Author Topic: open a listening socket to activate a scene  (Read 7362 times)

Offline autotoronto

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open a listening socket to activate a scene
« on: December 20, 2011, 10:10:42 am »
Is it possible to listen on a UDP socket and action a scene when a given string is received?
Or listen over a TCP/IP connection to action a scene?

How would I start?

Offline garrettwp

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Re: open a listening socket to activate a scene
« Reply #1 on: December 20, 2011, 12:28:23 pm »
Is there any reason why vera's api's will not do the job? It is a simple http request.

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Offline autotoronto

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Re: open a listening socket to activate a scene
« Reply #2 on: December 20, 2011, 01:17:37 pm »
I'm afraid I don't know if Vera's API will do this. Can you point me towards some documentation for listening asynchronously on a socket?

In my experience http requests are used from the client end of the connection; in this scenario Vera would be the server. And http is a TCP-based protocol, not UDP.

Maybe some elaboration would help: remote RFID tag sensor programmed to send the ID code for a tag as a UDP packet to a given port on the server (Vera) - I'd like that to activate a scene, depending on the ID string.



« Last Edit: December 20, 2011, 01:19:08 pm by autotoronto »

Offline garrettwp

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Re: open a listening socket to activate a scene
« Reply #3 on: December 20, 2011, 02:17:37 pm »
There are a few people running rfid setups with Vera. Do a search on the forum for more info.

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Offline autotoronto

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Re: open a listening socket to activate a scene
« Reply #4 on: December 20, 2011, 02:20:17 pm »
Thanks Garrett.

Yes, I'm aware of the RFID threads on this forum, and I've read all of them, in great depth. They don't use the method to connect to Vera that I'd like to use.

I'd really like some suggestions in how to open a socket listener, if that's possible?


Offline futzle

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Re: open a listening socket to activate a scene
« Reply #5 on: December 20, 2011, 03:46:14 pm »
Socket listening will lead to blocked Lua threads, timeouts and probable Luup Engine resets.  You may have some luck with non-blocking UDP listens, but you could easily miss packets.

I don't think anyone's actually coded up a proof of concept, so the above paragraph may differ from reality.

TCP (using luup.io.open()) and serial won't suffer from this issue.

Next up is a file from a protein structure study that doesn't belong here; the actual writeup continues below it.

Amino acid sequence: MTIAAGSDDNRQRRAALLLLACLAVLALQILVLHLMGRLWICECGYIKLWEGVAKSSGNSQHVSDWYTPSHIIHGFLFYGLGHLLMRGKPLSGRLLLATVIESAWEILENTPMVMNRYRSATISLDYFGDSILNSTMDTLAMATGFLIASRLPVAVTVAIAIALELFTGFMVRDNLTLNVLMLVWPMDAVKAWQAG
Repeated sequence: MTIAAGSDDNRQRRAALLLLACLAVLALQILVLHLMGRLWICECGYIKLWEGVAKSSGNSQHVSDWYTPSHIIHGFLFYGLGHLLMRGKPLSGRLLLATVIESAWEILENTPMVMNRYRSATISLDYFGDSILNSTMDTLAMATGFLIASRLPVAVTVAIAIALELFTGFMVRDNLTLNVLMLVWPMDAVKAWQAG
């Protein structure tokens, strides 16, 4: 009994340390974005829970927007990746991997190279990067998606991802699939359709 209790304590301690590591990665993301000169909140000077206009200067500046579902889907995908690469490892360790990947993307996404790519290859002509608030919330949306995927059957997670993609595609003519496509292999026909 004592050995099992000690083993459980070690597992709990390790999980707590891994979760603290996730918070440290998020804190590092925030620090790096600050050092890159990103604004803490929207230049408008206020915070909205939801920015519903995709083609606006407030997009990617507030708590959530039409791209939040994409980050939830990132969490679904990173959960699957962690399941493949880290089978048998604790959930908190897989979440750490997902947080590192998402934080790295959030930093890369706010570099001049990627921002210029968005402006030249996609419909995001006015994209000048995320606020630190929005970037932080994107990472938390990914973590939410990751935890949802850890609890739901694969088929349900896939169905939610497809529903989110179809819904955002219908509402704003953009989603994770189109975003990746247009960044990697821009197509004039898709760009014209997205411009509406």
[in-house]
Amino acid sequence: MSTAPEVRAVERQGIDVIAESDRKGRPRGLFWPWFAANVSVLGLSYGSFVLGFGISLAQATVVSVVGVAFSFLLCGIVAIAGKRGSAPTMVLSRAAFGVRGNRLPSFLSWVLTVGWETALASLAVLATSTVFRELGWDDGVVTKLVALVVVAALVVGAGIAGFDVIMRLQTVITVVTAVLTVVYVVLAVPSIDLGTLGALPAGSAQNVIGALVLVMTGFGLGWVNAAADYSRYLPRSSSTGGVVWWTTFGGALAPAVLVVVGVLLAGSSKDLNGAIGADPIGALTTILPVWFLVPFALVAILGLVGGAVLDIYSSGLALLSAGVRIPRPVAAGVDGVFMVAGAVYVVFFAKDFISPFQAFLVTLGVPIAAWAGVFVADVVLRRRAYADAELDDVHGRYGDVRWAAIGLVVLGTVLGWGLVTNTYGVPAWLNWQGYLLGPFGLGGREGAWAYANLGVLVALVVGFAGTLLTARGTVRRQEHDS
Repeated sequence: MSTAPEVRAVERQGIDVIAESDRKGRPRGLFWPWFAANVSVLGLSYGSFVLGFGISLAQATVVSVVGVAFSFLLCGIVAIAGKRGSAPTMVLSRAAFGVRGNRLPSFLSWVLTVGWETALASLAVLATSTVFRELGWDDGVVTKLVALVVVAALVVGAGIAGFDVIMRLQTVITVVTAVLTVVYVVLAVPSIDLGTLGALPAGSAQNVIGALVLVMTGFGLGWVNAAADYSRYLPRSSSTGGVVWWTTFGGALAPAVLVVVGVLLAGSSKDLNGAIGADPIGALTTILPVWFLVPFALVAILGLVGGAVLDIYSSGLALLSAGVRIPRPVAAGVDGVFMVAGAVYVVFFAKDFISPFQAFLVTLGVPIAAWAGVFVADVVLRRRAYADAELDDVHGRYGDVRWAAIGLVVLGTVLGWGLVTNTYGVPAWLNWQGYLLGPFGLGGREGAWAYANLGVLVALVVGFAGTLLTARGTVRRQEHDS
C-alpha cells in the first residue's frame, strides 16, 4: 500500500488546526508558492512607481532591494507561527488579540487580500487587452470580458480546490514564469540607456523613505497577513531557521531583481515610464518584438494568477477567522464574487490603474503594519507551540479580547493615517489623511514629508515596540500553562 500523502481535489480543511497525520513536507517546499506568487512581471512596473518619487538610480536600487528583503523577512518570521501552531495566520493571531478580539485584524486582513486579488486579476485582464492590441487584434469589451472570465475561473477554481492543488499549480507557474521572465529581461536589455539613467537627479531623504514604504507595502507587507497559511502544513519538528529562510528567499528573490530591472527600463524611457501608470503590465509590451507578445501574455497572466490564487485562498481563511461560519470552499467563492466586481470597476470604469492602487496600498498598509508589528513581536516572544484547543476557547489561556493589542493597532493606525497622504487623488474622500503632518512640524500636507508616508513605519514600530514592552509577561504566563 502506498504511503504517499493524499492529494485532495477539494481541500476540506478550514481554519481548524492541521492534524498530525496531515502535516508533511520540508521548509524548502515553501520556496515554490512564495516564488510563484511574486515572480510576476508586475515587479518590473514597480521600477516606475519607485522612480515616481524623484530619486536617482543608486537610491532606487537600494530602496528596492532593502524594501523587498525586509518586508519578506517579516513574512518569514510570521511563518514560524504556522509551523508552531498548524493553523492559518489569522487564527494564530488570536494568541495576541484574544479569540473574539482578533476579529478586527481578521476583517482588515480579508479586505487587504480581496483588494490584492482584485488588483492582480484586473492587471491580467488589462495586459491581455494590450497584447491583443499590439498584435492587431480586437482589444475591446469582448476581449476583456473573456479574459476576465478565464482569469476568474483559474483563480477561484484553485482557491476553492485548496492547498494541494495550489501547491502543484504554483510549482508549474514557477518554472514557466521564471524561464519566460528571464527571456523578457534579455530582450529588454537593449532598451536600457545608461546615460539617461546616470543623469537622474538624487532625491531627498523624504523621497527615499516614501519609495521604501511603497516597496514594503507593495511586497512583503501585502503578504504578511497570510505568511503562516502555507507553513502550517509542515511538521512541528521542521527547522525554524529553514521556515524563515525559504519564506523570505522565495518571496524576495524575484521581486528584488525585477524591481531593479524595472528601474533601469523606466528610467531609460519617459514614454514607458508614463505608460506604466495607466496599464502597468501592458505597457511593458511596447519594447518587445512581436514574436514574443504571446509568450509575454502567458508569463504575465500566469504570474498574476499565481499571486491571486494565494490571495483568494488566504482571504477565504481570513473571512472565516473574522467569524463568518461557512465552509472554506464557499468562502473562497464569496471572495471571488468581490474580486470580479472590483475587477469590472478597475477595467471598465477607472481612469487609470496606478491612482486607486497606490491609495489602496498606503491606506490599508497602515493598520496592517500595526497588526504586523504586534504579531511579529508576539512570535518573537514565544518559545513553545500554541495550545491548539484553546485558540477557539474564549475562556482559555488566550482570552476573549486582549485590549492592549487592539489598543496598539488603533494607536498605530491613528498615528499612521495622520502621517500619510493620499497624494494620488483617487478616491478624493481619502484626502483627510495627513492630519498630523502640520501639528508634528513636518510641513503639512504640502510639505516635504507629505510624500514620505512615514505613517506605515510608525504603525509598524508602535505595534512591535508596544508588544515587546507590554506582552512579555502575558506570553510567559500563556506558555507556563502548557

Offline autotoronto

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Re: open a listening socket to activate a scene
« Reply #6 on: December 20, 2011, 05:52:49 pm »
Thanks.

UDP has an advantage over TCP in that multiple readers can send to the same socket.

Could one start a sever process in the underlying OS? On 'regular' linux you could do it in a bash script in maybe 5 lines. Triggering a scene would then just be referencing a url on localhost.

Offline futzle

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Re: open a listening socket to activate a scene
« Reply #7 on: December 21, 2011, 02:28:57 am »
Could one start a sever process in the underlying OS? On 'regular' linux you could do it in a bash script in maybe 5 lines. Triggering a scene would then just be referencing a url on localhost.

Yeah, definitely.  Probably your best choice of language to implement it in on the Vera is standalone Lua (since there's no heavyweight scripting language like Perl, and the netcat that ships on Vera doesn't have the -l option compiled in, making shell-scripting it hard).  Otherwise you would be reduced to cross-compiling a little C program for the Vera's architecture, which is somewhat messy.

If you're going to go to that much trouble, though, it's only one step further to move the daemon onto another machine where you have more headroom and choice of scripting languages.  Moving things onto an always-on server (if you have one) is generally the path of least resistance.

Offline autotoronto

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Re: open a listening socket to activate a scene
« Reply #8 on: December 21, 2011, 09:40:01 pm »
Interesting. I'll look into the standalone Lua idea. Vera *is* my standalone server, so that seems the place to do it. (*)